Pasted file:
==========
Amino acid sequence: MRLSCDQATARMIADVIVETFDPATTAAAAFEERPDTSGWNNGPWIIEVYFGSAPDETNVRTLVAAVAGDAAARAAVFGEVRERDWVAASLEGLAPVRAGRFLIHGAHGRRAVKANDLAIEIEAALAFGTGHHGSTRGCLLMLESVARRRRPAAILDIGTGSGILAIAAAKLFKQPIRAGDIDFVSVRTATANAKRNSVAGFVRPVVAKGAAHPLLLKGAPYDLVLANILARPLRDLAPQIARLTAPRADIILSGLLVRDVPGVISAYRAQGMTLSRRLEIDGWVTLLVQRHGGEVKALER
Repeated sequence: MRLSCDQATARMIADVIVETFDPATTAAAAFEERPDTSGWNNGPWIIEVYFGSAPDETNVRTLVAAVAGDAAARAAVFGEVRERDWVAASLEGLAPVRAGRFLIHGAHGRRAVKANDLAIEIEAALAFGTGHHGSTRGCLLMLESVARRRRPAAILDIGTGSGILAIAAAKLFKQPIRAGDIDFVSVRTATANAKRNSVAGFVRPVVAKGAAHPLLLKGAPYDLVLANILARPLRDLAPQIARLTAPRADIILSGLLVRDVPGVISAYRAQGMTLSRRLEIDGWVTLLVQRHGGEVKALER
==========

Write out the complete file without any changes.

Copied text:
Amino acid sequence: MRLSCDQATARMIADVIVETFDPATTAAAAFEERPDTSGWNNGPWIIEVYFGSAPDETNVRTLVAAVAGDAAARAAVFGEVRERDWVAASLEGLAPVRAGRFLIHGAHGRRAVKANDLAIEIEAALAFGTGHHGSTRGCLLMLESVARRRRPAAILDIGTGSGILAIAAAKLFKQPIRAGDIDFVSVRTATANAKRNSVAGFVRPVVAKGAAHPLLLKGAPYDLVLANILARPLRDLAPQIARLTAPRADIILSGLLVRDVPGVISAYRAQGMTLSRRLEIDGWVTLLVQRHGGEVKALER
Repeated sequence: MRLSCDQATARMIADVIVETFDPATTAAAAFEERPDTSGWNNGPWIIEVYFGSAPDETNVRTLVAAVAGDAAARAAVFGEVRERDWVAASLEGLAPVRAGRFLIHGAHGRRAVKANDLAIEIEAALAFGTGHHGSTRGCLLMLESVARRRRPAAILDIGTGSGILAIAAAKLFKQPIRAGDIDFVSVRTATANAKRNSVAGFVRPVVAKGAAHPLLLKGAPYDLVLANILARPLRDLAPQIARLTAPRADIILSGLLVRDVPGVISAYRAQGMTLSRRLEIDGWVTLLVQRHGGEVKALER